Q. How do you resolve conflict between staff members?
A. Sue Burnett, President - When I have a conflict between staff members, I get both of the staffers in the same room with me so that I can hear both sides fairly. It is interesting how someone’s story changes when the other side is sitting beside them.
When you are listening to both sides, you may need to make a clear?cut decision and then explain the reasons for your decision. Too many bosses have a fear of confrontation and they don’t want to alienate a coworker; therefore, they say, “I’ll let you know my decision” and never get back to them. Or they say, “Work it out between you.” If they could have worked it out, there wouldn’t be a conflict.
A. Debbie D’Ambrosio, VP and Risk Manager - When there is a conflict between employees, the main thing is to let each person have their say. Many times a person wants to voice their concern or opinion. As a manager, you need to be that sounding board without alienating either side. As the mediator and manager, you may need to bring the focus back to what is important to the company. Many times the goal of the company is forgotten because of the conflict. Once that is brought back to the focus, then it may be easier to resolve what has caused the problem.
A. Edna Hardin, District Manager - Conflict between staff members needs to be addressed immediately before it affects the whole team. The staff members should meet and discuss their differences in a polite and non-confrontational manner. A 3rd party should be involved if tensions are extremely high. The discussion should stay focused on their work issues and how it is affecting their performance rather than discussing personal issues. Each staff member should listen carefully to the other person and not interrupt. They should work together to find a solution that both can agree on.
A. Edna Hardin, District Manager - Conflict between staff members needs to be addressed immediately before it affects the whole team. The staff members should meet and discuss their differences in a polite and non-confrontational manner. A 3rd party should be involved if tensions are extremely high. The discussion should stay focused on their work issues and how it is affecting their performance rather than discussing personal issues. Each staff member should listen carefully to the other person and not interrupt. They should work together to find a solution that both can agree on.A. Ruth Reading, District Manager - Typically I meet with each person to get their perception of what is causing the conflict. You have to keep in mind that whatever that person’s perception is reality to them. I listen as long as it takes, so that they are able to communicate all of their information without interruption or having me trying to defend either position. In my experience you cannot begin to address their concerns until they have been able to tell you everything they want to share. Once they have done that, I try to address specific points, usually saying something like, “I am sure that Diane did not set out with evil intent to make you feel whatever”. Typically, when they hear that they are quick to jump in and say, “Oh, I agree, she is not meaning to cause xyz conflict and did not have evil intent”. That usually gets them starting to think more logically and with less emotion since most of the people we work with are not purposely setting out to cause conflict.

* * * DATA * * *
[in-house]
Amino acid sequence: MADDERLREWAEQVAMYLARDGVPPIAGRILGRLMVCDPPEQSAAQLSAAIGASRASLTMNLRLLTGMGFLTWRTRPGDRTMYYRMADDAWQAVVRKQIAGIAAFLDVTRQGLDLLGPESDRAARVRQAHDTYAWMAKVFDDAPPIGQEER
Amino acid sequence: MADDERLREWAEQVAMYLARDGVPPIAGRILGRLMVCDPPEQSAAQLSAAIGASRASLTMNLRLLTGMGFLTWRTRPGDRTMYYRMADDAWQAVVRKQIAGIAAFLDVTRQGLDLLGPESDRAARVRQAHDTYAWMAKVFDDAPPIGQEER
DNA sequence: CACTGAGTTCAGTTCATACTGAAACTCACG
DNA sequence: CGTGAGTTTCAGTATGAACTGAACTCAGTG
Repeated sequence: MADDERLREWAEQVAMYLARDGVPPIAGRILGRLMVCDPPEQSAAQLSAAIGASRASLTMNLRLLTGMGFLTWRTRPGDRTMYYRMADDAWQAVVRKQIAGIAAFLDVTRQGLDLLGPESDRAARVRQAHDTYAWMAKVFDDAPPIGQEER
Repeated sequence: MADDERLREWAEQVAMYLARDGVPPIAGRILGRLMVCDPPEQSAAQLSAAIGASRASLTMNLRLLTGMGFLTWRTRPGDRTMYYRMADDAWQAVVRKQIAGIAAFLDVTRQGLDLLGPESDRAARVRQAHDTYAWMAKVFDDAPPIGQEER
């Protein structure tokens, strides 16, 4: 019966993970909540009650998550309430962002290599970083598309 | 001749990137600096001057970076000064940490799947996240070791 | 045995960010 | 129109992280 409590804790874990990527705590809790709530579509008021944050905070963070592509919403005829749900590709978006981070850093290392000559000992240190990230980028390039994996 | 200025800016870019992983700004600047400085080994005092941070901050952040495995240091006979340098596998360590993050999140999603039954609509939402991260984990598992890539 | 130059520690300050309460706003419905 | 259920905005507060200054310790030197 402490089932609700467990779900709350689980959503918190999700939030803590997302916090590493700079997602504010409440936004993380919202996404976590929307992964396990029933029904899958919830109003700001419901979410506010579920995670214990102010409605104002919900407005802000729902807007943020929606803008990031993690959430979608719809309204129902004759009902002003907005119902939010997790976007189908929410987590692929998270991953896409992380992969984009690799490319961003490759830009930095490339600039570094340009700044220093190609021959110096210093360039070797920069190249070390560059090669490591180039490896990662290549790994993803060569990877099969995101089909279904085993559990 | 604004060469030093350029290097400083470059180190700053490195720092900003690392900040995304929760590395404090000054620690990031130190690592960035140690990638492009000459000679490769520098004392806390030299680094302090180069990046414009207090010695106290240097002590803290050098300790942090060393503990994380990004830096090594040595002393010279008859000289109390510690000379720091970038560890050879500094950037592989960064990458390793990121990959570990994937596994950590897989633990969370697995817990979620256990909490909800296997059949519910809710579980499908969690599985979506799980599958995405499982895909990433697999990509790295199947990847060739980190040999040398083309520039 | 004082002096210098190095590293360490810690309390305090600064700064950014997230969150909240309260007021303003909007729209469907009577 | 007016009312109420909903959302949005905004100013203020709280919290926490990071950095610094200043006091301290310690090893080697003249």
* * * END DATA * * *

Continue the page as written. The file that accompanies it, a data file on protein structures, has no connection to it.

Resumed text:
Once these conversations have taken place, I encourage a timely meeting with all parties and myself. I want to have the meeting sooner than later to get the conflict out of the way. Since both parties have already spoken with me, by the time we meet together much of the emotion has already been diffused and we are able to be honest in communicating the reasons for the conflict. Then, we are usually able to agree on a path to avoid further conflict.
A. Jessica Wheeler, District Manager - The way I handle conflicts depends on if I manage both employees or if I manage only one of the individuals. If I only manage one of the individuals, I get with the other manager and we develop a game plan together. If I manage both, initially, I encourage staff to handle disagreements between themselves and to escalate it up to me, if needed. When I get involved, I usually meet with them individually to find out the details and discover how they feel the conflict should be resolved. Then, I meet with both staff members. I go in with a plan to resolve the conflict, but ask questions so that the staff members develop their own conclusion that they both agree on. If they cannot agree, I mention we may need to each give a little to meet in the middle and I go over my plan to resolve the conflict.
Tactics vary depending upon different management styles, but these practices have been proven to be very effective for managers within our company. Hopefully, some of these tips will help you when conflict arises between your employees.